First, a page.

New research confirms that all those Twitter comments about the global economy and humble-brags about your nonprofit donations can let people know you’re making a lot of money, assuming that wasn’t your intention all along. Want people to think you’re just an everyday Joe instead? Start swearing more and sounding … wait for it … less afraid.
A recent experiment, led by a researcher from the University of Pennsylvania, analyzed more than 10 million tweets from more 5,100 Twitter (TWTR) users in the United Kingdom to reach this conclusion. The team broke users into segments based on the jobs they listed in their bios, and then calculated the average income for those professions. After that, natural-language processing algorithms analyzed the language in those users’ tweets for the types of words and language most distinct to each income level.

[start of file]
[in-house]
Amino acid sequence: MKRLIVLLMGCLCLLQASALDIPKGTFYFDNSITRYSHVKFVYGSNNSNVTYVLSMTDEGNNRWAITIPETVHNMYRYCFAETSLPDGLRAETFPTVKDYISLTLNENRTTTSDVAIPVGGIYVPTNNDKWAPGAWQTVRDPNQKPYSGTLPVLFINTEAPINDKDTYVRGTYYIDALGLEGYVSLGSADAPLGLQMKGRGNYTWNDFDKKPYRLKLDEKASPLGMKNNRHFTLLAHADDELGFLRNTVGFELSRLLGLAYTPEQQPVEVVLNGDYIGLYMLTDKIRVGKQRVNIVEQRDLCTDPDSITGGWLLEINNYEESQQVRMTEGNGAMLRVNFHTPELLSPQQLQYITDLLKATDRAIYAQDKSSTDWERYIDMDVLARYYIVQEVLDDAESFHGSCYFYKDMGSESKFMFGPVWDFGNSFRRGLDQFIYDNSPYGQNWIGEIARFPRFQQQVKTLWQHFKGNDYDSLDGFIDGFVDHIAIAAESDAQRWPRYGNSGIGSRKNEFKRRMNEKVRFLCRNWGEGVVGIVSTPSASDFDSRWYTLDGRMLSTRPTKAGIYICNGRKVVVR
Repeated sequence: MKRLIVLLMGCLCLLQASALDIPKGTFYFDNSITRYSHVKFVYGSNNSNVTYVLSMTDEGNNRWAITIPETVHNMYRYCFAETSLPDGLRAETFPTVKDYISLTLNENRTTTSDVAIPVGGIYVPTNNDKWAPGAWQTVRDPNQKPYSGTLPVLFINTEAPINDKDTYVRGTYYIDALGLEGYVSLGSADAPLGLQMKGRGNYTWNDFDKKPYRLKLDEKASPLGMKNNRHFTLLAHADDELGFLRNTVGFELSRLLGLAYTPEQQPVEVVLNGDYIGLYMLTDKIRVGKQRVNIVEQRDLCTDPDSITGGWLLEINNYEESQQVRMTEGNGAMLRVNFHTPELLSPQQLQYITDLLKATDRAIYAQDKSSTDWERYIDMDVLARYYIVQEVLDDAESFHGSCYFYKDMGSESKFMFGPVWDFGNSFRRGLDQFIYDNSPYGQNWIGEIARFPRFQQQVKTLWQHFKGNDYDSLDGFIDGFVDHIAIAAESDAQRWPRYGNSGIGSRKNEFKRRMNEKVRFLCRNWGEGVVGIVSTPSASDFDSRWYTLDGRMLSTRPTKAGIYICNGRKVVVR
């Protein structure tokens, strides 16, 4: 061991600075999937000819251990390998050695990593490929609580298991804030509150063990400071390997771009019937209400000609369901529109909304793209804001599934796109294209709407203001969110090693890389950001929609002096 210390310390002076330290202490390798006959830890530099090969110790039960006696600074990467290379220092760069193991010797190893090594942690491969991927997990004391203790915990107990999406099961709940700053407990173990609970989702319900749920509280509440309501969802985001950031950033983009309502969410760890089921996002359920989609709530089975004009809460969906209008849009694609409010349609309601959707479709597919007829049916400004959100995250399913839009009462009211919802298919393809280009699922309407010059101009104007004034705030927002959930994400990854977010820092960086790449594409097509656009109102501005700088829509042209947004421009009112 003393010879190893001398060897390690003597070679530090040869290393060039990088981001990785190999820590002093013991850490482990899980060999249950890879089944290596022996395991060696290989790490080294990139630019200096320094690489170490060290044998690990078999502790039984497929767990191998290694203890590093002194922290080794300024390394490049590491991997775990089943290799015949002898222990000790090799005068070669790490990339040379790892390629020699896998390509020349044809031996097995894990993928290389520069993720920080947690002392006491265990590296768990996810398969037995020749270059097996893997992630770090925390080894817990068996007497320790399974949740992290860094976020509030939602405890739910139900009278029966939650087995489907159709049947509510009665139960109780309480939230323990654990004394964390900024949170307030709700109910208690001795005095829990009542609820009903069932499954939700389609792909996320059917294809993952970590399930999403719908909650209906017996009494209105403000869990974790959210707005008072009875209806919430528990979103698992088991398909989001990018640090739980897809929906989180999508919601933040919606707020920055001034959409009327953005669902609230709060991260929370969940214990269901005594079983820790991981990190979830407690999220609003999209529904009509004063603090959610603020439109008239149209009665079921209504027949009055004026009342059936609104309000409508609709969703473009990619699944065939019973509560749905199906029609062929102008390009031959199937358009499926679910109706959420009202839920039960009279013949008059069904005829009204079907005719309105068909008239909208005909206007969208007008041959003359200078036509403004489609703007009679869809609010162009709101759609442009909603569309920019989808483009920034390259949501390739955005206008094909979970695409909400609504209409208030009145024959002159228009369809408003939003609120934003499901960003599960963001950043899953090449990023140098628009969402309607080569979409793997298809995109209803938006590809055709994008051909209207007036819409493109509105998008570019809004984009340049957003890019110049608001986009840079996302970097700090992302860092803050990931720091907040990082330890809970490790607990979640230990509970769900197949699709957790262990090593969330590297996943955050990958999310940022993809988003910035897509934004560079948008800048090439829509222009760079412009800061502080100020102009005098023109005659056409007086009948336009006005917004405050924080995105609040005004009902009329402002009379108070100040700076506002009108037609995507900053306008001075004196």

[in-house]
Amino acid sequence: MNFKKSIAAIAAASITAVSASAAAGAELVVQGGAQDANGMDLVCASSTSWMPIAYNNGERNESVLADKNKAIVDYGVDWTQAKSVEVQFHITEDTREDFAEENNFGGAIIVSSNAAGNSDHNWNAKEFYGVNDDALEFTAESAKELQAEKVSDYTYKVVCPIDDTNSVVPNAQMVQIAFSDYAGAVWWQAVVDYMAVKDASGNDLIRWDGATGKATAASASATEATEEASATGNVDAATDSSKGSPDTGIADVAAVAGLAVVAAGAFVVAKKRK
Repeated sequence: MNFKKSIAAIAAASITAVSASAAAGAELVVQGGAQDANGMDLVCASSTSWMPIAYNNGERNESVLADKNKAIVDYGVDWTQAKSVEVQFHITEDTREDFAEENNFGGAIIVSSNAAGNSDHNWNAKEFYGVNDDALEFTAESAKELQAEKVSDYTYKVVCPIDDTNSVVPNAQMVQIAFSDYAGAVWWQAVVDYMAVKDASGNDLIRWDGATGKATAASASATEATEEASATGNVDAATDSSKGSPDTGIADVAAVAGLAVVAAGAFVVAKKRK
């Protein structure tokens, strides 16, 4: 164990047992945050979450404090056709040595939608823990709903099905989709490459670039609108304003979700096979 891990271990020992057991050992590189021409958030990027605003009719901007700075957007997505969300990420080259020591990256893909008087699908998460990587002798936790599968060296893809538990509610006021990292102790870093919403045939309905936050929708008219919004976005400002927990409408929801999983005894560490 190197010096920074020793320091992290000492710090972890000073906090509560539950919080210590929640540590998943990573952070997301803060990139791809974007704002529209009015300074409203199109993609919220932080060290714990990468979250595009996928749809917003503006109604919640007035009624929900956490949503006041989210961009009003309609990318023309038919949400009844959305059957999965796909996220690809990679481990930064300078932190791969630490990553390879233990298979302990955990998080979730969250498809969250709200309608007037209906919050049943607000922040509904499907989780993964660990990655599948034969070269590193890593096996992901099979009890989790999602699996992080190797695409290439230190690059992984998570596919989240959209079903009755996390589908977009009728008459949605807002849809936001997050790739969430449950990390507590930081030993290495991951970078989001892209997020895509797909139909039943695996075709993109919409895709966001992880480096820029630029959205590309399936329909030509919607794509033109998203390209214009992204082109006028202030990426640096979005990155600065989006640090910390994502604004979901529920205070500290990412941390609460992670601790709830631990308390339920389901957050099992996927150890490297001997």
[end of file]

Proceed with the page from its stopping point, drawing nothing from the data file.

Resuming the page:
The experiment found that certain topics, as well as sentiments, can accurately predict income a Twitter user’s income level. Users with more money tend to tweet more about politics, nonprofits and corporations, but they also tend to sound more fearful. Lower-income users, on the other hand, tend to swear more.
While the results might seem to reinforce classist stereotypes, the researchers suggest the findings are actually a function of how people use Twitter. Whereas higher income people tend to use it to share news and for professional conversations, lower-income users use Twitter more to more personal chatting with friends. Those types of conversations traditionally involve more informal language.
However, there is a bigger picture far beyond the scope of this study: Social media is an increasingly powerful source for collecting relatively unfiltered data about how people feel and what they believe. This is the reason why so many companies now view Twitter as a new type of de facto focus group, and why large enterprise technology vendors like IBM partner with Twitter to make its data available to corporate customers.
This is also why the President Obama is calling for an increased focus on ethics in data analysis. Because while what we post online might lead to better consumer goods or television shows, they also create new ways to discriminate and invade privacy as companies or even cybercriminals learn more about who we really are.
To learn more about the data privacy, watch this Fortune video:
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